By the grace of God we did not slither into the ditch, roll over or burst a tyre. Through the dust we churned up as we fled, we could see our would-be killers running with appalling speed to catch up. There was just time to make a crazy two-point turn which allowed us to go forwards and so out-distance them.
We had pretty much abandoned our other guide to whatever his fate might be (this was surprisingly easy to justify to myself at the time) when we saw that he had broken free and was running with Olympic swiftness, just ahead of pursuers half hidden by the dust.
We flung open a rear door so he could scramble in and, engine grinding, we veered off, bouncing painfully over the ruts and rocks.
We feared there would be another barricade to stop our escape, and it would all begin again. But there wasn't, and we eventually realised we had got away, even the man whose idiocy nearly got us killed.
He told us it was us they wanted, not him, or he would never have escaped. We ought to be dead. We are not. It is an interesting feeling, not wholly unpleasant.
Why did they want to kill us? What was the reason for their fury? They thought that if I reported on their way of life they might lose their livings.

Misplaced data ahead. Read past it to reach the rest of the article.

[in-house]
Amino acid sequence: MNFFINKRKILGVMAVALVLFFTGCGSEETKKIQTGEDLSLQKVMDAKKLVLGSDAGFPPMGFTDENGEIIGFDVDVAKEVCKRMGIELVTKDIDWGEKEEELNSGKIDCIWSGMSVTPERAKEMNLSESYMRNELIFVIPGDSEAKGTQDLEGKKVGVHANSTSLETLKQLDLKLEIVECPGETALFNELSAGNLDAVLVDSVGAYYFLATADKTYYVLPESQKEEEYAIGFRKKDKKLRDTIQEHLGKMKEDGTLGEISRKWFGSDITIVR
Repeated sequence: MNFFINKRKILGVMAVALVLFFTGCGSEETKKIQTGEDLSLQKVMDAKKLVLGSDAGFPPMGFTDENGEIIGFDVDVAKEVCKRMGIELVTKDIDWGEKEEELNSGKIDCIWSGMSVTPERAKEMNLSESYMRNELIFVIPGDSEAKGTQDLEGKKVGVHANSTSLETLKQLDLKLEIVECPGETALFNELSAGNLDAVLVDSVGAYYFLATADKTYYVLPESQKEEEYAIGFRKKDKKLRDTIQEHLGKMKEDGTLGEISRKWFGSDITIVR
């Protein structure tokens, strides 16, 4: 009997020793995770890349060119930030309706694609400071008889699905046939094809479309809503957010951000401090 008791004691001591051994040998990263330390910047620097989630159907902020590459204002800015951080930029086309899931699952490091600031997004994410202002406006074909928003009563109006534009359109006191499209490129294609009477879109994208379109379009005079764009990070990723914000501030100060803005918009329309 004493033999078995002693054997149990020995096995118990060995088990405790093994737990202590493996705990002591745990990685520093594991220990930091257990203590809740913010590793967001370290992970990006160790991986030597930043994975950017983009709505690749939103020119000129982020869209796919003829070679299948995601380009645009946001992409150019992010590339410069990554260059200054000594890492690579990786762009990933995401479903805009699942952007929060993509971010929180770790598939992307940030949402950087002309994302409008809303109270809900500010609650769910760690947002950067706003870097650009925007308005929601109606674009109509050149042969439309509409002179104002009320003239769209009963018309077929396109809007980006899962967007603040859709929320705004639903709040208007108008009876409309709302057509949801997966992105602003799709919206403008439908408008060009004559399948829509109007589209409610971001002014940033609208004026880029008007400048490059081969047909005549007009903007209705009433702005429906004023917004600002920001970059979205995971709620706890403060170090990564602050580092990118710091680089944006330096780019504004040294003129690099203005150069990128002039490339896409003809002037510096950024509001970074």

Livings? Dyings, more likely.
These poor, hopeless, angry people exist by grubbing for scraps of cobalt and copper ore in the filth and dust of abandoned copper mines in Congo, sinking perilous 80ft shafts by hand, washing their finds in cholera-infected streams full of human filth, then pushing enormous two-hundredweight loads uphill on ancient bicycles to the nearby town of Likasi where middlemen buy them to sell on, mainly to Chinese businessmen hungry for these vital metals.
To see them, as they plod miserably past, is to be reminded of pictures of unemployed miners in Thirties Britain, stumbling home in the drizzle with sacks of coal scraps gleaned from spoil heaps.
Except that here the unsparing heat makes the labour five times as hard, and the conditions of work and life are worse by far than any known in England since the 18th Century.
Many perish as their primitive mines collapse on them, or are horribly injured without hope of medical treatment. Many are little more than children. On a good day they may earn $3, which just supports a meagre existence in diseased, malarial slums.
We had been earlier to this awful pit, which looked like a penal colony in an ancient slave empire.
Defeated, bowed figures toiled endlessly in dozens of hand-dug pits. Their faces, when visible, were blank and without hope.